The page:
In recent decades, the prevalence of hypertension among adults in China has increased dramatically, and it has become an important public health issue. A recent China Patient-centered Evaluative Assessment of Cardiac Events (PEACE) Study including more than 1.7 million people indicated that the prevalence of hypertension was 44.7% (95% CI: 44.6%–44.8%) among adults aged ≥35 years.7 Recently, the incidence of hypertension has also shown a steep increasing trend, especially in rural areas of northeastern China.5 ,6 This study found that according to the 2010 Chinese hypertension guideline, the prevalence of hypertension among adults (≥35 years) in rural areas of Liaoning Province was 49.8%, with one in two people having hypertension. However, according to the 2017 ACC/AHA guideline, the prevalence of hypertension in this region will increase to a level as high as 72.2%, with a relative increase of 45%, which is similar to US data.3 Using the 2011–2014 National Health and Nutrition Examination Survey (NHANES) population data, Muntner et al showed that the 2017 American ACC/AHA guideline will increase the prevalence of hypertension in the USA from 31.9% (JNC-7 guideline) to 45.6%, with a relative increase of 43.0%.3 According to the 2017 ACC/AHA guideline, more individuals with BP ≥130–139/80–89 mm Hg will be newly diagnosed with hypertension. China is facing enormous public health challenges with a large population. High levels of attention should be paid to strengthening the management of hypertension among rural adults in China to reduce the burden of hypertension and its complications on treatment, medical expenditures and the national economy. However, there is no doubt that the diagnosis of hypertension provides an opportunity for healthcare providers and patients to discuss the value of non-pharmacological treatment in lowering BP, to implement recommended lifestyle changes and to emphasise that BP is a potential controlled hazard of CVD, end-stage renal disease, subclinical atherosclerosis and all-cause mortality. Therefore, we should also pay more attention to the positive impact of a new definition of hypertension on rural adults in China based on the 2017 ACC/AHA guideline.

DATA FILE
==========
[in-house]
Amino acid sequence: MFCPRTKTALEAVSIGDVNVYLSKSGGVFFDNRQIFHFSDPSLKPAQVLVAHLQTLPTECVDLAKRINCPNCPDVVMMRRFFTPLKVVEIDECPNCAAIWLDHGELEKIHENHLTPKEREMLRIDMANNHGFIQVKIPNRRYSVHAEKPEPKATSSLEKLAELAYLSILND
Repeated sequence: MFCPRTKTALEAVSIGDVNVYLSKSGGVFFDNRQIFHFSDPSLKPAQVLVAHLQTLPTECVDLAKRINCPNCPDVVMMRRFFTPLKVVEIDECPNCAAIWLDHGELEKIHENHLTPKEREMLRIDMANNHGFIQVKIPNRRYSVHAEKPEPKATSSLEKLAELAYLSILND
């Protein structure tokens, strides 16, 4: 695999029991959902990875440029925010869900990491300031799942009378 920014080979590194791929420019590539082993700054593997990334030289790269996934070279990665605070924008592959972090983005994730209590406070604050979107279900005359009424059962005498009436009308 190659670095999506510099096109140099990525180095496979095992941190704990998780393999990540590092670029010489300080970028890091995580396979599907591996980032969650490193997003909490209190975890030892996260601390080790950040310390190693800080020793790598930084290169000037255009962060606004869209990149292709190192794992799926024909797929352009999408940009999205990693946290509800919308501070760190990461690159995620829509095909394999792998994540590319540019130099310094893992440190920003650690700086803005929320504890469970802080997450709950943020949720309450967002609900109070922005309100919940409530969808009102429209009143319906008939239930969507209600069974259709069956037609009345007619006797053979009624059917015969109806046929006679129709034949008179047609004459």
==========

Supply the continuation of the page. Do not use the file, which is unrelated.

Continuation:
The 2017 ACC/AHA guideline has drastically changed the recommended treatment for patients with hypertension on the basis of JNC-7, which recommends lifestyle treatment for the general population at a BP of 130–139/80–89 mm Hg.1 2 Additional initial medical treatment is recommended for high-risk patients (CVD, CKD, diabetes and so on), including high ASCVD risk (≥10%). NHANES data analysis results show that, according to the 2017 ACC/AHA guideline, the recommended antihypertensive medication for US adults will increase from 34.3% to 36.2%, with a small increase of 1.9%.3 Our study suggests that 56.4% of the population will be recommended antihypertensive medication, higher than the 51.4% recommended by the 2010 Chinese hypertension guideline, with a 5.0% increase. In fact, an additional 5.0% of people taking antihypertensive drugs will constitute a large group and need far more social and medical resources in China. Although there is some evidence from clinical trials suggesting that more benefit will be achieved by lowering BP below 120/80 mm Hg, there is no direct evidence from Chinese samples.8 However, regardless of the guideline recommendations we consider, we must pay more attention to the rate of taking antihypertensive medication and obtaining regular treatment as quickly as possible, which are urgent issues in China. There are some effective and affordable methods for enhanced BP monitoring, treatment and control programmes in the Chinese rural regions, such as free physical examinations for residents more than 60 years old once a year in the primary care centre, home BP monitoring two times a day for patients with hypertension, the promotion of popular science on the prevention and treatment of hypertension on TV and the WeChat official account, follow-up via telephone by village doctors and online consultations on the internet healthcare platform. We believe that a public health strategy involving educational and environmental interventions should be targeted at village doctors and others responsible for primary care in rural areas as well as the rural population.